1912
    20 === Transformation rules ===
     13
     14=== Vectorisation ===
    2115
    2216TODO:
    23  * Be careful that `VFun (t1* -> t2*)` and `t1* -> t2*` includes `PArr t1` and `PArr t2*`; so, we can only use them if we have `PA` instances for these types.
     17 * Types `t1* :-> t2*` and `t1* :=> t2*` include `PArr t1*` and `PArr t2*`; so, we can only use them if we have `PA` instances for these types.
    2418
    2519The type transformation rules achieve two goals: (1) they replace original type constructors and variables by their vectorised variants, where those are available, and (2) they alter the representation of functions:
     
    2721T*                   = T_V  , if T_V exists
    2822                     = T    , otherwise
    29 a*                   = a_v
     23a*                   = a
    3024(t1 -> t2)*
    3125 | isUbxFun (t1->t2) = (t1* -> t2*) :|| (t1^ -> t2^)
    3226 | otherwise         = t1* :-> t2*
    3327(t1 t2)*             = t1* t2*
    34 (forall a.t)*        = forall a_v.t*
     28(forall a.t)*        = forall a.t*
    3529}}}
    36 We need to distinguish between saturated function space applications involving unboxed types and those that don't, as we need to remain to be compatible with `(->_v) = (:->)`.
     30When encountering saturated function space applications , we need to distinguish those that involve unboxed types, as we need to remain to be compatible with `(->_v) = (:->)` for boxed types.  (In other words, the distinction cannot simply be based on whether an application is saturated or not, it really needs to be one the basis of the kinds of types involved.)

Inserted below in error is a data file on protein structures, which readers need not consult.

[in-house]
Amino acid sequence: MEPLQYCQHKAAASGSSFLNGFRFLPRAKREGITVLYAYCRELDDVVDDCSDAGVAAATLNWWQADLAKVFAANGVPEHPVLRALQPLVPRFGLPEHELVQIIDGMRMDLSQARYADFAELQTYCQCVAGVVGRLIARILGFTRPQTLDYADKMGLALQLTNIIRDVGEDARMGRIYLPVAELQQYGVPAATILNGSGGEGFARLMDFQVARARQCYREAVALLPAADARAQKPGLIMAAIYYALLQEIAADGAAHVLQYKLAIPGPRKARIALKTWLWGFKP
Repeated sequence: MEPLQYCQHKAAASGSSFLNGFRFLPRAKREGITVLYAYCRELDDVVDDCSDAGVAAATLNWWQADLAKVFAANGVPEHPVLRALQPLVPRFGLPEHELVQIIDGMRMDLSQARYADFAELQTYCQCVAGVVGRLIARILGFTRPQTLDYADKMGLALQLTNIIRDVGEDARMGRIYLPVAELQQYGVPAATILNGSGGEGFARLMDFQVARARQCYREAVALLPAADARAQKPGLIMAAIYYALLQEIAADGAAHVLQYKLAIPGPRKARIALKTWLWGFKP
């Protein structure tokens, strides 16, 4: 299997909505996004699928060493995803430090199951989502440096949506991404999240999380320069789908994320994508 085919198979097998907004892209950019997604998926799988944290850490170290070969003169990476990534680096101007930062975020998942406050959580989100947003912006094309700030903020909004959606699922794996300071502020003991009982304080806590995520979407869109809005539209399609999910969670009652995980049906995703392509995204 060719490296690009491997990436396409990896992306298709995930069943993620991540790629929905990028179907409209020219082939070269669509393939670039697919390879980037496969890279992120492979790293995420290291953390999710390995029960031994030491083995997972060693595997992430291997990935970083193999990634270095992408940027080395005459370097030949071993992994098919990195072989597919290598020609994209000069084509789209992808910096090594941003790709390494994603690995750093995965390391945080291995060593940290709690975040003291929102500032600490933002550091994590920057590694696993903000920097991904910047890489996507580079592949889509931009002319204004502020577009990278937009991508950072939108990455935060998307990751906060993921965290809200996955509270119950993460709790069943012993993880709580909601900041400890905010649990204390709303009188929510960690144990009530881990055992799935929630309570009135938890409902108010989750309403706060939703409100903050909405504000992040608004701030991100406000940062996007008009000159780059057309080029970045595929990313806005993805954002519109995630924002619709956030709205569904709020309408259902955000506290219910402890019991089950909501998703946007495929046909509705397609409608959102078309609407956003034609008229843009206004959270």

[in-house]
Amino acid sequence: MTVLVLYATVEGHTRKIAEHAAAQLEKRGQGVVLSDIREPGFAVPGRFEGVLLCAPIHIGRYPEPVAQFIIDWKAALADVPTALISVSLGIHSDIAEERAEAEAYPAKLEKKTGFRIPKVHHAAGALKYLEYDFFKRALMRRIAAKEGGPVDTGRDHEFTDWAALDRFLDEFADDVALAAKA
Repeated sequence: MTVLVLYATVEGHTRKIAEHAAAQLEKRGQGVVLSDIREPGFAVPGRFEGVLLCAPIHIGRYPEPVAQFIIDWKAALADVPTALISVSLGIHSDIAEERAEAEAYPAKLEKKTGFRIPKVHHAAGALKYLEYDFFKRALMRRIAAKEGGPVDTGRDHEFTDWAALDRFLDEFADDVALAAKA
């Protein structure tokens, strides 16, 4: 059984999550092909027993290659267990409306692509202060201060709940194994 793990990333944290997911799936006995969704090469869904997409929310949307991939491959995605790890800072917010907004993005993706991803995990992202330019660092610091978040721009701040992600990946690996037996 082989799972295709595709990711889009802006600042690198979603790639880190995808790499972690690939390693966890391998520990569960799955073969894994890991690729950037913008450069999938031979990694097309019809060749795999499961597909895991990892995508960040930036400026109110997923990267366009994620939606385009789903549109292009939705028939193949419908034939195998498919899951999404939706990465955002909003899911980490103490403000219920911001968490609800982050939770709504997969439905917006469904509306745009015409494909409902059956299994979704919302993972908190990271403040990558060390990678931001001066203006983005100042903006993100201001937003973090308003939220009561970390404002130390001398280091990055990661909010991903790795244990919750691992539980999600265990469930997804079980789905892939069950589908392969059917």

31
     32==== Fixed data constructor mapping ====
     33
     34{{{
     35(->_v) = (:->)
     36[::]_v = PArr
     37}}}
    3738
    3839
     40=== Lifting ===
    3941
     42The lifting of types into vector space is, for all boxed monotypes, denoted by the array family constructor `PArr`.  However, need to handle the lifting of unboxed types and the extension of signatures with `PA` dictionaries explicitly:
    4043{{{
    41 --- OLD
    42 T*            = T_V , if T_V exists
    43               = T    , otherwise
    44 a*            = a_v
    45 (t1 -> t2)*   = (  t1*  -> t2*,   , if kindOf t1 == #
    46                  [:t1*  -> t2*:])   or kindOf t2 == #
    47               = (  t1* :-> t2*,   , otherwise
    48                  [:t1* :-> t2*:])
    49 (t1 t2)*      = t1* t2*
    50 (forall a.t)* = forall a_v.t*
     44Int#^                 = UArr Int
     45Float#^               = UArr Float
     46Double#^              = UArr Double
     47..and so on for other unboxed types..
     48
     49(forall a.t)^         = forall a. PA a -> t^
     50t^                    = PArr t*
    5151}}}
     52As a consequence, we cannot have impredicative instantiations of `[::]`, but this doesn't seem to be a significant restriction.
     53
     54
     55=== `PArr` family instances ===
     56
     57Remember that `PArr` is defined over vectorised types:
     58{{{
     59newtype instance PArr (f :|| (arr -> brr))
     60  = PArrUFun (f :|| (ACls arr brr))
     61newtype instance PArr (a :-> b) = PArrFun (a :=> b)
     62}}}